Buck

By Patrick McCormick| comments | Print this pagePrint | Email this pageShare
Article Reviews
Directed by Cindy Meehl (Sundance Selects, 2011)

In Genesis 2 God responds to Adam’s isolation by creating animals to provide the lonely human with companions. Ever since, friendships formed with other creatures have nurtured our souls and reminded us how to befriend our human neighbors. Unfortunately, when we have forgotten how to be friends to animals, it often means we have lost that gift with people as well.

Cindy Meehl’s heartwarming documentary about horse trainer Buck Brannaman introduces a soulful cowboy who helps repair shattered friendships. Buck, the “horse whisperer” who inspired Nicholas Sparks’ novel of the same name, spends much of the year giving clinics on a gentle approach to horse training called “natural horsemanship.”

The genius and power of Buck’s approach is to be found in the extraordinary empathy and compassion he shows his four-legged clients and students, approaching them with an almost mystical sense of wonder and care, giving them time and space to feel comfortable and safe in his presence and accept and respond to his directions like musicians following a maestro.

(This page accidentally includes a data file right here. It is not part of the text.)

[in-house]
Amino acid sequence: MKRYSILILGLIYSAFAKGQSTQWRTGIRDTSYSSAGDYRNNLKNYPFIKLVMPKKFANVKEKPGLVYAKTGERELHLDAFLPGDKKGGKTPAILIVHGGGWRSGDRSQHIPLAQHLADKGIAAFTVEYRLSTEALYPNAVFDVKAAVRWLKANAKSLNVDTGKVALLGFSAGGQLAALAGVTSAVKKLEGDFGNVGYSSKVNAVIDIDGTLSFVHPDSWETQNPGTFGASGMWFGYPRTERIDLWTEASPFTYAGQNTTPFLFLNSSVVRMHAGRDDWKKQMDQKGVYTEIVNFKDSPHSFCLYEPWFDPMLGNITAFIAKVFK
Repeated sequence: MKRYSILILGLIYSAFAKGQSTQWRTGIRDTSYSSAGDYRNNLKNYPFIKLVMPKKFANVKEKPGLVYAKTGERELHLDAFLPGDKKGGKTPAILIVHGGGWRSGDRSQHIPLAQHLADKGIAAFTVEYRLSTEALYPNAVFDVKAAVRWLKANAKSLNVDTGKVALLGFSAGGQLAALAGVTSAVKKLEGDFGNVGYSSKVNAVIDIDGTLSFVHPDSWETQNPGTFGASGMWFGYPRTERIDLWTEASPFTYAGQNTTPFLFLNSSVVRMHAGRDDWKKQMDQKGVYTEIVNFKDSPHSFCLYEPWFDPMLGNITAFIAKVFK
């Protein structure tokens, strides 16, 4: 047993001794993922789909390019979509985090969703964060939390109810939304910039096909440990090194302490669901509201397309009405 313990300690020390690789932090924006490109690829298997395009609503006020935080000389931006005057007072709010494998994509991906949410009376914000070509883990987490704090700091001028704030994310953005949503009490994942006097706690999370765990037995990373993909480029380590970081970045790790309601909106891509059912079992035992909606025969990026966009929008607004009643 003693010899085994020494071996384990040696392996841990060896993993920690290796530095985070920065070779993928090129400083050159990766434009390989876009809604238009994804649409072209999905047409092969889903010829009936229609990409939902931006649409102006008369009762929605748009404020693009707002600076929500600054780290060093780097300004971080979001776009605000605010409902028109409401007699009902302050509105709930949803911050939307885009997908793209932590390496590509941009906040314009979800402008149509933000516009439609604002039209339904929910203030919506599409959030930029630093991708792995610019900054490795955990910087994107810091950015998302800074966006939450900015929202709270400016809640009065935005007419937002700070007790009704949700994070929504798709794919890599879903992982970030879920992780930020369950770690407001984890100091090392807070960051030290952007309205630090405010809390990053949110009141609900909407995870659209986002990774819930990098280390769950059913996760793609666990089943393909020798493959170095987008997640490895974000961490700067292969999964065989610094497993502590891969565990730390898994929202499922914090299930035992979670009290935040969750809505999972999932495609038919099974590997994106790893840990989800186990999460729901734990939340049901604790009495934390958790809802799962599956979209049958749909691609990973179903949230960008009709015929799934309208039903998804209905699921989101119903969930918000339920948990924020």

Buck’s compassion and empathy becomes even more striking when we learn that he and his brother Bill were raised by a violent father who never spared the rod when training his two young sons to be trick rodeo performers. Film clips and reminiscences of a childhood terrorized by savage parenting make it clear that the young Buck knew what it was like to be treated like a beast. A brave high school coach and local deputy rescued the boy from this violent household, and good fortune placed him with a foster couple whose love and compassion must have been as welcome as a desert oasis.

Buck is a tale of redemption, of a child turning from the violence of his father and showing compassion to other creatures who have been mistreated and doing unto others as should have been done unto him.